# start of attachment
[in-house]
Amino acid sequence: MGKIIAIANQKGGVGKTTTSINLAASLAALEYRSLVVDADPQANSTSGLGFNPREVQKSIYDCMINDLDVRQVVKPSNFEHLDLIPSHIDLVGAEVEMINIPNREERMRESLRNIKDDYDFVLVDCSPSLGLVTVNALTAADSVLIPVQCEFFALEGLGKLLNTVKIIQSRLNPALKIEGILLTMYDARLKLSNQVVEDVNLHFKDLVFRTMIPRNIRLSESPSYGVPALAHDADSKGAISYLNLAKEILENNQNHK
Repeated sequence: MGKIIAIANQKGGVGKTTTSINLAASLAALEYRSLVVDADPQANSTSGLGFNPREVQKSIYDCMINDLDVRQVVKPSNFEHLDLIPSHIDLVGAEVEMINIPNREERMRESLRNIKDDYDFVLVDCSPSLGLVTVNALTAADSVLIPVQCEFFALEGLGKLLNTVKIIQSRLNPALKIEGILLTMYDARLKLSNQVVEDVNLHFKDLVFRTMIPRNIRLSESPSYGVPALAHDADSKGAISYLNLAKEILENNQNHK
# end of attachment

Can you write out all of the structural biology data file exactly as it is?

[in-house]
Amino acid sequence: MGKIIAIANQKGGVGKTTTSINLAASLAALEYRSLVVDADPQANSTSGLGFNPREVQKSIYDCMINDLDVRQVVKPSNFEHLDLIPSHIDLVGAEVEMINIPNREERMRESLRNIKDDYDFVLVDCSPSLGLVTVNALTAADSVLIPVQCEFFALEGLGKLLNTVKIIQSRLNPALKIEGILLTMYDARLKLSNQVVEDVNLHFKDLVFRTMIPRNIRLSESPSYGVPALAHDADSKGAISYLNLAKEILENNQNHK
Repeated sequence: MGKIIAIANQKGGVGKTTTSINLAASLAALEYRSLVVDADPQANSTSGLGFNPREVQKSIYDCMINDLDVRQVVKPSNFEHLDLIPSHIDLVGAEVEMINIPNREERMRESLRNIKDDYDFVLVDCSPSLGLVTVNALTAADSVLIPVQCEFFALEGLGKLLNTVKIIQSRLNPALKIEGILLTMYDARLKLSNQVVEDVNLHFKDLVFRTMIPRNIRLSESPSYGVPALAHDADSKGAISYLNLAKEILENNQNHK